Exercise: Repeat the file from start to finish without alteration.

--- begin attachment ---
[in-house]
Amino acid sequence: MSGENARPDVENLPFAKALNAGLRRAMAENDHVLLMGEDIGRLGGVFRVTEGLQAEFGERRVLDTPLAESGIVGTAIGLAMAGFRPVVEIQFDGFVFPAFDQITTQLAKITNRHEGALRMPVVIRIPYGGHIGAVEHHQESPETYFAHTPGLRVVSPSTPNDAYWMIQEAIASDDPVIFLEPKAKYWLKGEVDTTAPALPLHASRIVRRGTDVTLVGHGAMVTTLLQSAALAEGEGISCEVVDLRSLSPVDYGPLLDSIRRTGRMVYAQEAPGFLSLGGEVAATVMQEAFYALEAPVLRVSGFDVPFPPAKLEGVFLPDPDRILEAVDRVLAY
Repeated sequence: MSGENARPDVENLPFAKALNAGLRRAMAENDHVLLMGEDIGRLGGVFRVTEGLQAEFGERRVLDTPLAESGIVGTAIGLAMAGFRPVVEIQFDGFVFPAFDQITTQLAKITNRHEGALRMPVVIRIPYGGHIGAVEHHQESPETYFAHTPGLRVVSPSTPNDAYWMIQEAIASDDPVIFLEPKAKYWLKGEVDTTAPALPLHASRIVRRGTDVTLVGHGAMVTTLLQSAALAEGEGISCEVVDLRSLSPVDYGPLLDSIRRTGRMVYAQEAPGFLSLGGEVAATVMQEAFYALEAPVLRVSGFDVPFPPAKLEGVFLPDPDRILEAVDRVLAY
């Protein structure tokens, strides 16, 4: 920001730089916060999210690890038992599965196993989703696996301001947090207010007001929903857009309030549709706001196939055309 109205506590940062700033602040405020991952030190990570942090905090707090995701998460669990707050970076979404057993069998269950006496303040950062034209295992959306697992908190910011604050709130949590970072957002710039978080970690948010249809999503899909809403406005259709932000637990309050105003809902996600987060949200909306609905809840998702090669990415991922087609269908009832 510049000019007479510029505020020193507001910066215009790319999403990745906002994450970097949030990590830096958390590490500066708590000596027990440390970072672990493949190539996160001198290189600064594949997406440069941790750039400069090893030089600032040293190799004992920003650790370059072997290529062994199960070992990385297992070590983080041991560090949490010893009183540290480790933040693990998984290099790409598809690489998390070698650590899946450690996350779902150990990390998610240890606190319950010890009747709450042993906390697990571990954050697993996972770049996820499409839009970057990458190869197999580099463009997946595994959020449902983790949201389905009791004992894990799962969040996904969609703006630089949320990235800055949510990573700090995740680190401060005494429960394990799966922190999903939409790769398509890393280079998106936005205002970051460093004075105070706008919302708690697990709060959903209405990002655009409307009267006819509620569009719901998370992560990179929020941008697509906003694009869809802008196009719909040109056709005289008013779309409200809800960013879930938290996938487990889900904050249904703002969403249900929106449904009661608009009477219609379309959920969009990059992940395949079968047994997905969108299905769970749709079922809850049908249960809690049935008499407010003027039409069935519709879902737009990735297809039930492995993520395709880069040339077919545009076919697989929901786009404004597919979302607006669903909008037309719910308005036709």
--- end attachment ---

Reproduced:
[in-house]
Amino acid sequence: MSGENARPDVENLPFAKALNAGLRRAMAENDHVLLMGEDIGRLGGVFRVTEGLQAEFGERRVLDTPLAESGIVGTAIGLAMAGFRPVVEIQFDGFVFPAFDQITTQLAKITNRHEGALRMPVVIRIPYGGHIGAVEHHQESPETYFAHTPGLRVVSPSTPNDAYWMIQEAIASDDPVIFLEPKAKYWLKGEVDTTAPALPLHASRIVRRGTDVTLVGHGAMVTTLLQSAALAEGEGISCEVVDLRSLSPVDYGPLLDSIRRTGRMVYAQEAPGFLSLGGEVAATVMQEAFYALEAPVLRVSGFDVPFPPAKLEGVFLPDPDRILEAVDRVLAY
Repeated sequence: MSGENARPDVENLPFAKALNAGLRRAMAENDHVLLMGEDIGRLGGVFRVTEGLQAEFGERRVLDTPLAESGIVGTAIGLAMAGFRPVVEIQFDGFVFPAFDQITTQLAKITNRHEGALRMPVVIRIPYGGHIGAVEHHQESPETYFAHTPGLRVVSPSTPNDAYWMIQEAIASDDPVIFLEPKAKYWLKGEVDTTAPALPLHASRIVRRGTDVTLVGHGAMVTTLLQSAALAEGEGISCEVVDLRSLSPVDYGPLLDSIRRTGRMVYAQEAPGFLSLGGEVAATVMQEAFYALEAPVLRVSGFDVPFPPAKLEGVFLPDPDRILEAVDRVLAY
């Protein structure tokens, strides 16, 4: 920001730089916060999210690890038992599965196993989703696996301001947090207010007001929903857009309030549709706001196939055309 109205506590940062700033602040405020991952030190990570942090905090707090995701998460669990707050970076979404057993069998269950006496303040950062034209295992959306697992908190910011604050709130949590970072957002710039978080970690948010249809999503899909809403406005259709932000637990309050105003809902996600987060949200909306609905809840998702090669990415991922087609269908009832 510049000019007479510029505020020193507001910066215009790319999403990745906002994450970097949030990590830096958390590490500066708590000596027990440390970072672990493949190539996160001198290189600064594949997406440069941790750039400069090893030089600032040293190799004992920003650790370059072997290529062994199960070992990385297992070590983080041991560090949490010893009183540290480790933040693990998984290099790409598809690489998390070698650590899946450690996350779902150990990390998610240890606190319950010890009747709450042993906390697990571990954050697993996972770049996820499409839009970057990458190869197999580099463009997946595994959020449902983790949201389905009791004992894990799962969040996904969609703006630089949320990235800055949510990573700090995740680190401060005494429960394990799966922190999903939409790769398509890393280079998106936005205002970051460093004075105070706008919302708690697990709060959903209405990002655009409307009267006819509620569009719901998370992560990179929020941008697509906003694009869809802008196009719909040109056709005289008013779309409200809800960013879930938290996938487990889900904050249904703002969403249900929106449904009661608009009477219609379309959920969009990059992940395949079968047994997905969108299905769970749709079922809850049908249960809690049935008499407010003027039409069935519709879902737009990735297809039930492995993520395709880069040339077919545009076919697989929901786009404004597919979302607006669903909008037309719910308005036709």